After walking home from the bus stop, I threw my backpack on the kitchen floor, reached towards whatever was left in the pantry, and sat, for hours, in front of a large television screen as I did every day. Prioritizing Sister Sister and That’s So Raven re-runs over homework was obviously the responsible thing to do.
What I didn’t realize in elementary school was that each marathon I was invited to sit through threatened to color my world with a white-dominated standard of beauty and value.. Each episode of Lizzie McGuire, Even Stevens, and The Suite Life reinforced the notion that eurocentrism was ultimately the standard by which beauty needed to measured and upheld. As time went on, I began sitting in front of the television less because I no longer saw people on the screen that looked like me. In their attempt to offset backlash, some networks hired one or two token non-white cast members. Seeing them became an occasion for me to think about how harmful inclusive exclusion is. It was never enough.
As I got older, I no longer searched for remotes with the same urgency and interest as I used to. When Precious was released in 2009, it became clearer to me that my disinterest in pop culture was, in fact, a disinterest in the anti-Blackness that undergirded every facet of mainstream media. But Precious was presumably supposed to provide nuance in an industry and world that was built on the subjugation and attempted erasure of Black women.
“My name is Claireece Precious Jones. I want to be on the cover of a magazine.”
The school bell sounded as the trailer began for the film. As Claireece walked out of stairwell she was stared at and pushed by other students. Not unlike the majority-white audience who purchased tickets to see the film, the students in the backdrop of the opening scene of the trailer had a desire to see and lay claim to a Black body that did not belong to them. The space that Claireece occupies is one that is imbued with violence and in the opening scene of the trailer Claireece makes it clear to the audience that the violence that the Black Feminine experiences does not render the Black Feminine nameless, silent, or invisible.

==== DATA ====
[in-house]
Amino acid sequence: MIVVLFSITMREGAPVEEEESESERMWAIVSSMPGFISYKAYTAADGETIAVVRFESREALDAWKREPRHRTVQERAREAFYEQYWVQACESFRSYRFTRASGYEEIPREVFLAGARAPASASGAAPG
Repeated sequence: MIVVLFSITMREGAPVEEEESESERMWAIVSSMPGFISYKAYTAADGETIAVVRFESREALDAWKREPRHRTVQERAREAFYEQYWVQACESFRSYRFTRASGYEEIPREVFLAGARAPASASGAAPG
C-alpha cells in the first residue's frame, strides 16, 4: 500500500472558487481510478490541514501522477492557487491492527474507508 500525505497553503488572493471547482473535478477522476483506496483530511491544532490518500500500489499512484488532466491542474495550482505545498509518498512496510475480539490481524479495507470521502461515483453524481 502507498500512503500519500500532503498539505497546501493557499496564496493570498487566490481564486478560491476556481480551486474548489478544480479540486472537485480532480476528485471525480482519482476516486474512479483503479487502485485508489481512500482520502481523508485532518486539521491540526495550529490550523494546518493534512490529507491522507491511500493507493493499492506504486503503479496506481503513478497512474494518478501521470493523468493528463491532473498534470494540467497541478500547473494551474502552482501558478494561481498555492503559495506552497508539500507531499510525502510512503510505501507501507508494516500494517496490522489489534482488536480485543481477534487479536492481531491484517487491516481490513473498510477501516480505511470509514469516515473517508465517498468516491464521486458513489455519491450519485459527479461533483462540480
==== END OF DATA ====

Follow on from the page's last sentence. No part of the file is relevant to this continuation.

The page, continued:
Claireece creates an alternative mode of life and sociality for herself by imagining herself on the cover of magazines. In the opening scene of the trailer, Claireece insistently acknowledges her own humanity while others fail to. She imagines a world in which she has full control over when and how she is seen. After several outfit changes, Claireece returns to a world that not only pathologizes her Blackness but also problematizes her weight. And after purchasing movie tickets to see the film, I realized that my presumption about the film was the furthest thing from true. I had anticipated seeing a move that sufficiently represented the nuances of Black sociality but instead, the movie seemed to trouble the binary of spectator and performance.
Every seat in the movie theatre was occupied. I sat behind rows of blonde and brunette white people who seemed all too eager to see Precious and my initial confusion turned into discomfort because I no longer felt safe. Although I was too young to articulate the convoluted feeling I had about sitting next to, behind, and in front of white people to see this film, I was certain that something was not right.
Precious was a box office success grossing over $63 million, receiving six nominations at the 82nd Academy Awards, and overwhelmingly good reviews from critics. The problem is that movies that cast non-white or, more specifically, Black actresses gross $63 million and receive numerous nominations at the Academy Awards insofar as they dehumanize Black women. Black women are consistently nominated for playing nannies, slaves, the sexually exploited…the critical acclaim of their movies is definitely tied to the excess of their on-screen suffering. That is to say that the hyper-investment and interest of Precious is a means by which the general public can continue to work in service of white standards of beauty and human value by reifying the notion that Black women are subjects that the world can dehumanize, commodify, and lay claim to as it wills.
Black women are told that we do not belong on the cover of magazines, let alone the concluding pages that are marked by advertisements. We are told that we taint spaces that are reserved for white women and when self-aggrandizing liberals decide to cast Black women in their films they tell us that we will be cast insofar as we assent to the violence that the role is imbued with. In this case in particular, Gabourey Sidibe is navigating an inclusive exclusion that welcomes her into a labor market that needs her and yet disavows her humanity because she is a plus size Black woman.